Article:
Bolivar Beach Specks Rebound
June 23-25, 2009  Shakespeare wrote that it's an ill wind that blows nobody good, and maybe Hurricane Ike wasn't such an ill wind after all.  Fishing this summer on the Bolivar Peninsula, north of Galveston, has been better than it has been for several years, and my latest trip may have been the best ever.

I was afraid that the beachfront would be littered with hurricane debris, full of snags and nasty timbers studded with nails, but just the opposite is the case.  The beach fishing conditions are excellent, with hard sand bottoms and deeper troughs closer to shore than in the last few years.  Texas' current heat wave has dampened the persistent wind that plagued fishing throughout the spring, leading to some near-perfect mornings on the beach, with the breeze blowing off-shore and green water all the way to the beach.  I hit two mornings in a row that were absolutely "speck"-tacular.

After a late start Tuesday morning, I picked up only four trout, fishing about half-way between the Retilon Street beach entrance and the pilings in the Bolivar Pocket.  Had I been in the right place, I probably would have done better.  That afternoon in the Goat Island Marsh, fishing mainly the runouts into the ICW, I stuck three redfish, but only landed one, a 26" battler that took me down to the backing three times on the 9-weight. This one ate a Red Chaser, with a rabbit collar instead of hackle.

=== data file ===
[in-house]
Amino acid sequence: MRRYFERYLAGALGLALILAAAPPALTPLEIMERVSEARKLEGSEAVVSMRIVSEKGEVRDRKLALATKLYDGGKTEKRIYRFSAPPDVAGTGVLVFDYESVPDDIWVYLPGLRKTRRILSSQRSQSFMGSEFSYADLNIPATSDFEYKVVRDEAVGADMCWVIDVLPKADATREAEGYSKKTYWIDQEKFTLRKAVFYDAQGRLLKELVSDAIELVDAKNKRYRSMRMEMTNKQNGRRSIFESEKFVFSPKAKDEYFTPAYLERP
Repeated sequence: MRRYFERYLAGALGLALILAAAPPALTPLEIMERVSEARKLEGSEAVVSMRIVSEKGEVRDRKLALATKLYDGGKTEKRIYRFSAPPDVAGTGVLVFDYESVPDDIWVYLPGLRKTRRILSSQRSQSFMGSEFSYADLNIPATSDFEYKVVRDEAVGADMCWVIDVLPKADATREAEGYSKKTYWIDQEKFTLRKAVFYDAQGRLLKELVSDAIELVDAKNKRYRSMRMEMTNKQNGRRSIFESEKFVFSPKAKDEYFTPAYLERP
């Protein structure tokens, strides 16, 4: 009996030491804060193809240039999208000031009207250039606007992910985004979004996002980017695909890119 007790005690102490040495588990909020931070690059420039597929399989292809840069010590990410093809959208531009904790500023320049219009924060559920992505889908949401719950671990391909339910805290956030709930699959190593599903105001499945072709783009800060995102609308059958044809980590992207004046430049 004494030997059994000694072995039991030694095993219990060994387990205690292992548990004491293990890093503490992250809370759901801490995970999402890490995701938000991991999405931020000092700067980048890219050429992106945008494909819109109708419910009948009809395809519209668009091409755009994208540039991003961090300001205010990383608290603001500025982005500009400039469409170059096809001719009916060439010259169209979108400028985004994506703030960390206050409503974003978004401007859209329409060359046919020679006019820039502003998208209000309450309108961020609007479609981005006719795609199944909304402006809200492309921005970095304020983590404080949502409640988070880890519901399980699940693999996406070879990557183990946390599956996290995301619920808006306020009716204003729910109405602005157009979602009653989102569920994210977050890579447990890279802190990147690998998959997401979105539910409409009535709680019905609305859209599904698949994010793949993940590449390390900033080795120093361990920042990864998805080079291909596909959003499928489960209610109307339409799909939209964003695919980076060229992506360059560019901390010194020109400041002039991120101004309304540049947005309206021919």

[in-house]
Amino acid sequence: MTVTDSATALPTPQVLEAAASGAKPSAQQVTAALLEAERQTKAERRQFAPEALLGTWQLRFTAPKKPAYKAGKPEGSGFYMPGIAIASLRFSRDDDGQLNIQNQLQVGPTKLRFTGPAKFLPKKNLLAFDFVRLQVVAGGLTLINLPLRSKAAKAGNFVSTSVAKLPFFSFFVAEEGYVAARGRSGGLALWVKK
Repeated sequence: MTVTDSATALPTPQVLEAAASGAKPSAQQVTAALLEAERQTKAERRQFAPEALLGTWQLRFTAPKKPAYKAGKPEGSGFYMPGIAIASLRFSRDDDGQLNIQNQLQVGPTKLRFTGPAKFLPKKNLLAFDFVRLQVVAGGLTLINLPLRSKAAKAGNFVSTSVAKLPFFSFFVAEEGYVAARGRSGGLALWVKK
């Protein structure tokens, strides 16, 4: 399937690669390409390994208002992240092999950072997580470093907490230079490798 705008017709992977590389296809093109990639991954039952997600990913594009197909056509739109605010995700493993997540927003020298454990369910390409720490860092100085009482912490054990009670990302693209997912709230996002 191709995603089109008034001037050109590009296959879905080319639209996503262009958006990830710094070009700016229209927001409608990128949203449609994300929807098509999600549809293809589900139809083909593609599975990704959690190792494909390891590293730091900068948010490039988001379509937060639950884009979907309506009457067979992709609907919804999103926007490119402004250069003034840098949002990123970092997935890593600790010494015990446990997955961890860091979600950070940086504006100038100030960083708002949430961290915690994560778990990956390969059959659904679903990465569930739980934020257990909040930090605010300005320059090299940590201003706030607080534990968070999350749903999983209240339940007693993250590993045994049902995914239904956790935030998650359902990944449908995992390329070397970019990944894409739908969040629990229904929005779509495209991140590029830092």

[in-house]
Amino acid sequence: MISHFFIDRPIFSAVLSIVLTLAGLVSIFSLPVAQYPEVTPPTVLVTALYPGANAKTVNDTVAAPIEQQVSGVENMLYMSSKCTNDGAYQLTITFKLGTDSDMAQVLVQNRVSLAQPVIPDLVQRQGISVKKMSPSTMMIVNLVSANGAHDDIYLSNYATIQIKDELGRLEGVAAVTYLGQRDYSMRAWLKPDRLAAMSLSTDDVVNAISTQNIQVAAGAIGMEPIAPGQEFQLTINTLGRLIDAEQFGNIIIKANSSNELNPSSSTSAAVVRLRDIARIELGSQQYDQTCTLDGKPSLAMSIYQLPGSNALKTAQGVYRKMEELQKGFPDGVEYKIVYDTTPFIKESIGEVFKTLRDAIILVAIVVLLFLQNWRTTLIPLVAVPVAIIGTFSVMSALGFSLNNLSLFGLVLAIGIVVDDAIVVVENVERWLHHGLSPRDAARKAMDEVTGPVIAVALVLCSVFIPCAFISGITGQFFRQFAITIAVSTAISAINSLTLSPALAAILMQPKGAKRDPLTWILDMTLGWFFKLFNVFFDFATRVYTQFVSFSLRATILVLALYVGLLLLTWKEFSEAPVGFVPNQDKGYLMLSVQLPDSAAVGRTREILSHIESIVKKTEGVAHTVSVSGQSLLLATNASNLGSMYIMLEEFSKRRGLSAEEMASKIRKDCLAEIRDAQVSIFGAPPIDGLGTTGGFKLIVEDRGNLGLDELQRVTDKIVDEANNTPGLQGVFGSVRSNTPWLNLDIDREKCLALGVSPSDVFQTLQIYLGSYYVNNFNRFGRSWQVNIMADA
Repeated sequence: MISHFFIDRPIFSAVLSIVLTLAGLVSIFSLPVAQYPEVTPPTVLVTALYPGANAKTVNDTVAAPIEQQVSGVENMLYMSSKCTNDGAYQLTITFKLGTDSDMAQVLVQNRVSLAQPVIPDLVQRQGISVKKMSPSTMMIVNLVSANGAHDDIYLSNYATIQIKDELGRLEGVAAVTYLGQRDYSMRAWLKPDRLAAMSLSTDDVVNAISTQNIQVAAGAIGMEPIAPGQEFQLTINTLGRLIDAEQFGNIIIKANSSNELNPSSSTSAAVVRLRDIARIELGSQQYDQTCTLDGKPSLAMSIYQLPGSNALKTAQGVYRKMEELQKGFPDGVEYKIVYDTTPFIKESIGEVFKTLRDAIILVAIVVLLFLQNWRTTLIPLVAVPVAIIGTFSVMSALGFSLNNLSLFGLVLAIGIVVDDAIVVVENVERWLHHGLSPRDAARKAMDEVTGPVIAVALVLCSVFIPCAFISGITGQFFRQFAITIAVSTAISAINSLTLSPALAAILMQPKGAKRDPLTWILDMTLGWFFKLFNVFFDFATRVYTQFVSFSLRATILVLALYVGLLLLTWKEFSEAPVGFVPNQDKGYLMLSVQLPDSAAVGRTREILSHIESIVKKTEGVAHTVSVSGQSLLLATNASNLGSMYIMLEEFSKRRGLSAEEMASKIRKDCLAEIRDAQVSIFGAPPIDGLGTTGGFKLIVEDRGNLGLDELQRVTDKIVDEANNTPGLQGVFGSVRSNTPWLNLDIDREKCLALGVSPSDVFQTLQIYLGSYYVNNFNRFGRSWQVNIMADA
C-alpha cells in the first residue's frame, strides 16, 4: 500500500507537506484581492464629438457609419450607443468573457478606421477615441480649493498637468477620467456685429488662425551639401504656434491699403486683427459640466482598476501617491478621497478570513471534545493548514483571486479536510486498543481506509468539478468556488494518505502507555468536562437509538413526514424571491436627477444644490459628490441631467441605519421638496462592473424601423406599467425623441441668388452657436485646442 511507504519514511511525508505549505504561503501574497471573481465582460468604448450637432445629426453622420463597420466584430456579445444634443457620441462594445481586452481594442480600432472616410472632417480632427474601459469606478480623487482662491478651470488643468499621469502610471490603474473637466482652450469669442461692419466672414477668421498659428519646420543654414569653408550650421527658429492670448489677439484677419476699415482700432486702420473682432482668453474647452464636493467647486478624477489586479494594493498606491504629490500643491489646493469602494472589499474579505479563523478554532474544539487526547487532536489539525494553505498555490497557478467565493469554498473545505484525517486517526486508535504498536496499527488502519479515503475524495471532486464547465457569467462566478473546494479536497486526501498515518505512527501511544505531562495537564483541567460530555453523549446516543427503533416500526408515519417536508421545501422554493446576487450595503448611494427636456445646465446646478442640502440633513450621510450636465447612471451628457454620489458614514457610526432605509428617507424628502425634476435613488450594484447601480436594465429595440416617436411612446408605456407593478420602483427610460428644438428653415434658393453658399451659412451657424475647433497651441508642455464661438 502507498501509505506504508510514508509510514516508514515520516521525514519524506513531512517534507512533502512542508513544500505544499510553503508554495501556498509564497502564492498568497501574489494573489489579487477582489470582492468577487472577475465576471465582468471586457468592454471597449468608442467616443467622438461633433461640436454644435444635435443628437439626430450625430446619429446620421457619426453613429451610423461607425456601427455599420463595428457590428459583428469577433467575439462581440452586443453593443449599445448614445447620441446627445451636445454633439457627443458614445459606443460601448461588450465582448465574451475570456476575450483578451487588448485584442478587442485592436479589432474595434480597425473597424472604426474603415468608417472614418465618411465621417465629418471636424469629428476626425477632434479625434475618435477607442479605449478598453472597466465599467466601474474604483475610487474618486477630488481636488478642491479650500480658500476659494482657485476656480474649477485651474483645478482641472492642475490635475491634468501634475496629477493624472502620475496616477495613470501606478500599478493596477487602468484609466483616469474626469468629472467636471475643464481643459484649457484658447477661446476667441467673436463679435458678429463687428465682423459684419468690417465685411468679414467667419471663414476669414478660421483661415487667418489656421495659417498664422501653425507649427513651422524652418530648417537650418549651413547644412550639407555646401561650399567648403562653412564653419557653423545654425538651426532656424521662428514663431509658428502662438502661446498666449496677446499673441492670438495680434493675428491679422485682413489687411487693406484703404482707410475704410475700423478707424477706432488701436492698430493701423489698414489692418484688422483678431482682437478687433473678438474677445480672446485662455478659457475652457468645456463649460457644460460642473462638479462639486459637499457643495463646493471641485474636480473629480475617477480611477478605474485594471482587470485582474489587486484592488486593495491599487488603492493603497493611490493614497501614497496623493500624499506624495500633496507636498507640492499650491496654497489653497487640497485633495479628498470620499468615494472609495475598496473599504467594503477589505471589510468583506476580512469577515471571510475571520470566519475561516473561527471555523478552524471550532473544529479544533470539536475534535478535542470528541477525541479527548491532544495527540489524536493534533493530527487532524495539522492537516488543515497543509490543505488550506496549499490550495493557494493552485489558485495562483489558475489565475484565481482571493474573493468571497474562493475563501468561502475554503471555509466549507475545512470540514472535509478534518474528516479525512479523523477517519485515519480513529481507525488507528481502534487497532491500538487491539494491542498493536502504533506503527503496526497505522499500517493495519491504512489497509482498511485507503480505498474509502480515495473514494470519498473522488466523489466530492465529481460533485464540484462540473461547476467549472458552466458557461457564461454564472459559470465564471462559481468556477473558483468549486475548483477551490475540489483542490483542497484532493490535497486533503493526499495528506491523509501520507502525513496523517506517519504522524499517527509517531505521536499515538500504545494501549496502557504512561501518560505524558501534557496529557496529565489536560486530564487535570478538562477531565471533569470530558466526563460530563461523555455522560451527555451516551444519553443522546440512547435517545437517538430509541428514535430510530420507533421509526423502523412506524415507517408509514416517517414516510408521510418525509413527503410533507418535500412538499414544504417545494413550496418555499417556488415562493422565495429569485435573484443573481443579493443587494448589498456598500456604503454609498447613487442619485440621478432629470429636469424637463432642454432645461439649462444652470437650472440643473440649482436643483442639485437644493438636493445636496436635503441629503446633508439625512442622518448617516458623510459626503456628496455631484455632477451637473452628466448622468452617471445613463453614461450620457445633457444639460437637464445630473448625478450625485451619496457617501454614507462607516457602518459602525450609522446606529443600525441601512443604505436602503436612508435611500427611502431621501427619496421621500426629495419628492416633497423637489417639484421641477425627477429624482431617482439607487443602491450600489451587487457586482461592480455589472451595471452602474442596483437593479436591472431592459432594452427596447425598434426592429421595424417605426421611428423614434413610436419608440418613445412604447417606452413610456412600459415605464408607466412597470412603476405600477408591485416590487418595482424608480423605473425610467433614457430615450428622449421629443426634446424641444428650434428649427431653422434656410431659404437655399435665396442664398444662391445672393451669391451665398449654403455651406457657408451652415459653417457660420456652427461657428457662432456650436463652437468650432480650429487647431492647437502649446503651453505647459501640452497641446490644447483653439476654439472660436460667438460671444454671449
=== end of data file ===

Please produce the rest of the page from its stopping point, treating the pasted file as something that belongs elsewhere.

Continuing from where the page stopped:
Wednesday morning started out golden.  I hit the beach at the same place, except just at daylight, and caught 7 straight keeper-size trout, 15 to 18 inches, on the white/red head foam popper, fished with my favorite 10-foot 7-weight rod.  I love fishing the topwater fly, but it's really tiring.  Instead of the slow twitch-and-sit style so effective on bass, specks want the popper constantly moving and constantly making as much noise as possible.  Try continuously working a popper with fast, hard strips and you'll see quickly how tiring it can be.  I picked up a couple more small fish, then they quit.  Not bad for an hour's fishing, but I figured that was it for the day.  Then the birds started showing up, gulls and terns working close to the beach and staying in the same spot.  I made my way up to the area they were working, noting that they were coming up with shrimp after every plunge to the water.  I caught some small trout, but nothing that matched what the birds seemed to promise.  As the bird activity died out where I was, I could see even more birds working up the beach to the north.